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Subaru Facing Lawsuit Over Oil Use Problem

Vehicles using too much oil, causing costly repairs.

by on Jul.21, 2014

The 2014 Subaru Forester is one a few Subaru vehicles with oil usage problem, alleges a lawsuit.

Subaru of America is facing a lawsuit – that may become a class action – because of the amount of oil the company’s vehicles use.

The problem stems from the fact that in the opinion of some owners, the company’s vehicles use a lot of engine oil…and quickly. The result in some instances has been some pricey repairs due to the problem: repairs in the thousands of dollars.

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The suit claims the vehicles “prematurely burn off and/or consume abnormal and excessive amounts of engine oil” and claims Subaru is unwilling to fix the problem. Subaru doesn’t believe there is a problem. (more…)

Subaru Defies Gravity

But can SoA keep the momentum going?

by on Jan.04, 2010

Leading the way: Subaru was one of only three brands to post a sales gain in 2009 and will close the year with record volume.

While December’s numbers may hold the faint glimmering of hope, it will be difficult to put much of a positive spin on dismal 2009 – unless you’re Subaru of America (SoA), that is.  When the year’s final numbers are reported, this week, the U.S. market will show a decline of 24%, to the lowest level of sales since the deep recession of the early 1980s.  But despite the doom-and-gloom of the American economy, Subaru somehow pulled off a 14% increase in sales for the year.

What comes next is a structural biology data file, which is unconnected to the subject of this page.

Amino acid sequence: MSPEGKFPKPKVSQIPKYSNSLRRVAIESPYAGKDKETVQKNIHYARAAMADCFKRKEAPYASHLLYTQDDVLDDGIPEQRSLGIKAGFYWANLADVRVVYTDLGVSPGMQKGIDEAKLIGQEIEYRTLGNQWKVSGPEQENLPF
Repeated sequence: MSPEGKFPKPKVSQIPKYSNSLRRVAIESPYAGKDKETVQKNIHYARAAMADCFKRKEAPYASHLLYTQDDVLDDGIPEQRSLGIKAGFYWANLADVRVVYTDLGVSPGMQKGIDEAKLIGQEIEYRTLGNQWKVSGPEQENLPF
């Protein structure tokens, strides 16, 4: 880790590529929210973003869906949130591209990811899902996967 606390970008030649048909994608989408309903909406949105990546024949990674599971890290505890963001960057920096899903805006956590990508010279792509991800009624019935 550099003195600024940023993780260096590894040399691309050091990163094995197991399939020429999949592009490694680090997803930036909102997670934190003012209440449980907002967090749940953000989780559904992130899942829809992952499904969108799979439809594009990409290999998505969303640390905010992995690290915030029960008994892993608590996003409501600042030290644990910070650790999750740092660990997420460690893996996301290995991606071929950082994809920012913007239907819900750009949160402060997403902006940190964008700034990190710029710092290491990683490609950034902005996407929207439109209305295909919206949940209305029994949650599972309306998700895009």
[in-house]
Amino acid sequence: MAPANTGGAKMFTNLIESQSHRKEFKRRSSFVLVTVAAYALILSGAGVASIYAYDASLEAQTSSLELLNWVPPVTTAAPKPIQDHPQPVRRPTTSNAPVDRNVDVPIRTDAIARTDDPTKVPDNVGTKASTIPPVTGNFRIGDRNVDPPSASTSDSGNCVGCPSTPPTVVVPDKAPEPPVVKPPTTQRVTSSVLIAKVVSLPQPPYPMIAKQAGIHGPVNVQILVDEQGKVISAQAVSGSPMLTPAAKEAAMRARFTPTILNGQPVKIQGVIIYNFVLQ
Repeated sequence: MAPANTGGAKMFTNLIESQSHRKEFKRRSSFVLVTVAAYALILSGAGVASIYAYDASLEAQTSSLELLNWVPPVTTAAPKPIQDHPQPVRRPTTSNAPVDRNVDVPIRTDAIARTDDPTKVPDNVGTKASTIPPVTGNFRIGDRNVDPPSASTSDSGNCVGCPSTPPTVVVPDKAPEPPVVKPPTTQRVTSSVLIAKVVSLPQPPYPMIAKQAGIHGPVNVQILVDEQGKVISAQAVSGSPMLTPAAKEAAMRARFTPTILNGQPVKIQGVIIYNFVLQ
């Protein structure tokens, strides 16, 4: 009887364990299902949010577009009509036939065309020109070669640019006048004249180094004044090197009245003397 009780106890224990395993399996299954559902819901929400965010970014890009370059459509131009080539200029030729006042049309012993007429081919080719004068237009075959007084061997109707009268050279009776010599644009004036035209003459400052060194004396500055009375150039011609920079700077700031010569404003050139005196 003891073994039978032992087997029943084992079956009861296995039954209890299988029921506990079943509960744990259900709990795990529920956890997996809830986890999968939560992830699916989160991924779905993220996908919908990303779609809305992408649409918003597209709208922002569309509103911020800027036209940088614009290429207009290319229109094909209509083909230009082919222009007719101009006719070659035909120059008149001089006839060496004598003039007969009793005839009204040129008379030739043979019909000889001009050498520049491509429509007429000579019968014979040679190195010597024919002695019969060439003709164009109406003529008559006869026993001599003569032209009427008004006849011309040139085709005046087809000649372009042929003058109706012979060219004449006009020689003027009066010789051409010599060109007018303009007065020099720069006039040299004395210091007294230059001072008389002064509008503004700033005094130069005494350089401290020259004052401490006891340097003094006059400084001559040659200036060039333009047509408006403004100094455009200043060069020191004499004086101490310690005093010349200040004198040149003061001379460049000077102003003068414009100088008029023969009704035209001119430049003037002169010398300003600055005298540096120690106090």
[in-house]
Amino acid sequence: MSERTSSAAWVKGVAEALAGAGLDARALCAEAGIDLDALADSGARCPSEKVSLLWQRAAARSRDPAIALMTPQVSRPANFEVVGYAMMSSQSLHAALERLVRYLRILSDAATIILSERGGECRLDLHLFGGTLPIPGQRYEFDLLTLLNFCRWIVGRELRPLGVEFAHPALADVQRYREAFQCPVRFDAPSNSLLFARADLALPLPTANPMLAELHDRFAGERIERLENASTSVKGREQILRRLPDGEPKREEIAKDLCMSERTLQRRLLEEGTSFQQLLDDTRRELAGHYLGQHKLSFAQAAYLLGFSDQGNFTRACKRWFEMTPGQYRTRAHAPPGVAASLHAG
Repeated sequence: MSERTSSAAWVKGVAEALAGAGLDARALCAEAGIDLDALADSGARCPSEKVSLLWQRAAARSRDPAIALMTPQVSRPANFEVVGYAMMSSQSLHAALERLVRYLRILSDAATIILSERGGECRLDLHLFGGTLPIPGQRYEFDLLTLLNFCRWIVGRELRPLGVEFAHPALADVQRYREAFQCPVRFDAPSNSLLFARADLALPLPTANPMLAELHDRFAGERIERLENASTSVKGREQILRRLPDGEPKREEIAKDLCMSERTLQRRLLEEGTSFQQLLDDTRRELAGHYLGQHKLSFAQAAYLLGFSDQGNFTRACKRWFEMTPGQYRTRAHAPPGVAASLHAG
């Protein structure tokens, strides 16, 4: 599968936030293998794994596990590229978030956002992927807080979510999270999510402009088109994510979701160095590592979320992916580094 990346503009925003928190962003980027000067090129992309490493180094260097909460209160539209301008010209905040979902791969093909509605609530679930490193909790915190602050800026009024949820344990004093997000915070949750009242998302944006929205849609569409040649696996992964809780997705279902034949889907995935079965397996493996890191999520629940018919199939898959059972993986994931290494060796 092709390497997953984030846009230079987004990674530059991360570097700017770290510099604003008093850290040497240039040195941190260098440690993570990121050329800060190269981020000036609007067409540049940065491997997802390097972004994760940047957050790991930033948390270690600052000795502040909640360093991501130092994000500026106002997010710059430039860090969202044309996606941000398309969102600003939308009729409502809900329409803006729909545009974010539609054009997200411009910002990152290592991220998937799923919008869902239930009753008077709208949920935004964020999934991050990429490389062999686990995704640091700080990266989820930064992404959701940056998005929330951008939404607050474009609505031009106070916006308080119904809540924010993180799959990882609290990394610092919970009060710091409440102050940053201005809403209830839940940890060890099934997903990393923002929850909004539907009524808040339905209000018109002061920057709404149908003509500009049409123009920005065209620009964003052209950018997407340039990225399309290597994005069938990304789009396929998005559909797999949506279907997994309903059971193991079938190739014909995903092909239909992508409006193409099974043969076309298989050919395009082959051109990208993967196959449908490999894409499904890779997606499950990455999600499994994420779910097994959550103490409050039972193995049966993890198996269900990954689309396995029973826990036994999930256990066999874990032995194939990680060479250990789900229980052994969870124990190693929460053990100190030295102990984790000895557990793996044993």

The Japanese maker, long little more than a niche marketer, jumped from 19th among all automotive brands operating in the U.S., surging past Volkswagen of America – whose parent will end ’09 as the world’s largest automaker – and coming within a hairsbreadth of Chrysler’s Jeep division.

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Subaru was one of only three brands to post a sales gain in the U.S. in 2009 – Korea’s Kia was up 8%, while its sibling, Hyundai, gained 6%.  And the Japanese maker did it without relying on the budget-busting cash-back offers that propped up its rivals.  While the automaker won’t provide precise details, industry-watchers estimate SoA spent an average of just $1,800 a vehicle in rebates and other givebacks, compared with an industry average of $2,700, and more than $5,000 for some brands, such as General Motors.